WINNIPEG -- The Manitoba government is launching a new lottery to encourage Manitobans to get vaccinated against COVID-19 as soon as possible.

Premier Brian Pallister and Manny Atwal, president and CEO of Manitoba Liquor and Lotteries, made the announcement at a news conference on Wednesday, noting the province will award nearly $2 million in cash and scholarships through this lottery.

“This lottery gives Manitobans a reason to move faster to roll up their sleeves, not once, but twice,” the premier said.

Over the summer, Manitoba will hold two lottery draws.

Manitobans are automatically entered when they receive their vaccine.

“You do not have to apply or enter to be eligible,” Atwal said.

“Every person who is immunized will automatically be entered.”

All Manitobans aged 12 years of age and older who have received at least one dose on or before Aug. 2 will be eligible for the first draw, and all Manitobans aged 12 and older who have received two doses on or before Sept. 6 will be eligible for the second.

Each lottery draw will award:

  • Three $100,000 prizes in the Winnipeg Regional Health Authority, excluding Churchill;
  • A $100,000 prize in each of the remaining regional health authorities, which includes Prairie Mountain Health, Southern Health- Santé Sud, the Interlake-Eastern Regional Health Authority; and the Northern Regional Health Authority, including Churchill; and
  • 10 draws of $25,000 for scholarships for people aged 12 to 17.

Each lottery will be held once the province enters all of the eligible immunizations as of the vaccine deadline into its database.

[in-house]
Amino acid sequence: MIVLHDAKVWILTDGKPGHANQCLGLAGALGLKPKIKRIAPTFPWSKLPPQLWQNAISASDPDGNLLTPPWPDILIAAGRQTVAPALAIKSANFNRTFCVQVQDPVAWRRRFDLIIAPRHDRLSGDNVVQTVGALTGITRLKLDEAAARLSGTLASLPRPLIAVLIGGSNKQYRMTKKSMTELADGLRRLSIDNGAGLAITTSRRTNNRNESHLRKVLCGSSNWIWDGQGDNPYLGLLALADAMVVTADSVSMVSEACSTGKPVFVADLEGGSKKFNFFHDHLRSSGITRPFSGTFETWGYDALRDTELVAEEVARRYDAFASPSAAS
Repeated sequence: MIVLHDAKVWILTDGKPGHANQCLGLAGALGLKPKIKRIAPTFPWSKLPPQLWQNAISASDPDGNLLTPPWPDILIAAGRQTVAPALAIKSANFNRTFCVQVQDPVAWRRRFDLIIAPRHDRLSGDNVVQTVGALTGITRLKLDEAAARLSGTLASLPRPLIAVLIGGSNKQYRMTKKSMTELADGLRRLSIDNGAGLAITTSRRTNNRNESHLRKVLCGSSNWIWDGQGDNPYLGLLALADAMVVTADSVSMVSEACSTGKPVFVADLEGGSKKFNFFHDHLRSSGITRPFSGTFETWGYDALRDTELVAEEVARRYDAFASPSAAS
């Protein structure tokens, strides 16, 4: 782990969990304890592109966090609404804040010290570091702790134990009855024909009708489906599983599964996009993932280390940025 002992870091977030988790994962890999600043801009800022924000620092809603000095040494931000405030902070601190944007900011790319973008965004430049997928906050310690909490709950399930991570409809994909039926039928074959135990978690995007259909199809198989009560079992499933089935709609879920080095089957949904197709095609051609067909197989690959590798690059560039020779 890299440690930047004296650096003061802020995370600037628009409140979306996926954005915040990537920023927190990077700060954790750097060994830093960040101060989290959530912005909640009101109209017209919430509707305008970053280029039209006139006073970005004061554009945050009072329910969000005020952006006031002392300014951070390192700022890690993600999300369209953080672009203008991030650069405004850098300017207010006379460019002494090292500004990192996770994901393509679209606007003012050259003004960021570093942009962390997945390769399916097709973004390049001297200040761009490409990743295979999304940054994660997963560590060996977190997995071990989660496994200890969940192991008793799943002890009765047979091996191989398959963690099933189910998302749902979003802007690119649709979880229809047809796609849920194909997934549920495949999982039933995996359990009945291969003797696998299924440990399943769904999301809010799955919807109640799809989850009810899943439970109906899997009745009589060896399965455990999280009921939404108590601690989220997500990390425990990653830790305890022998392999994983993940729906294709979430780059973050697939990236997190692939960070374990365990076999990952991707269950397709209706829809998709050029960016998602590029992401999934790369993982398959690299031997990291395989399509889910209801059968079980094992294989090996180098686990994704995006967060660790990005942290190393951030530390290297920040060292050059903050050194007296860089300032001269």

Manitoba Liquor and Lotteries will be responsible for conducting the lotteries, with a third-party auditor providing additional oversight.

“There are still some technical details to work through and some important steps for us to take to ensure an appropriate, secure, and legal process is implemented,” Atwal said.

The province notes a process has been put in place to make sure all the information used for the draw is protected and secure.

Any Manitoban who does not want to be part of the lottery will be able to opt-out. The province will provide information on this process in the near future.


NDP Leader Wab Kinew says this lottery shows the province’s “misplaced priorities,” as it is putting money towards a lottery giveaway as opposed to helping address ICU capacity.

“Every time we’ve moved into a lockdown here in Manitoba we’ve been told, ‘We have to do this to buy time for our health-care system,’ and yet Mr. Pallister and the PC cabinet seem to do everything except invest in our health-care system throughout this pandemic,” he said.

Kinew said Wednesday’s announcement is another sign that the government can find resources to do the things they want to do and think will be popular.

However, he said, the province doesn’t seem to find the resources to do the “heavy lifting of the work that we all know is going to be the most important thing to get us through the pandemic, which is to fix the crisis in our health-care system right now, the crisis in our ICUs.”

He said the government’s top job should be to make health-care investments and come up with a plan to fix the situation in the province’s ICUs.

Kinew noted the province needs to continue to supply Manitobans with trusted information from trusted sources to encourage them to get the COVID-19 vaccine.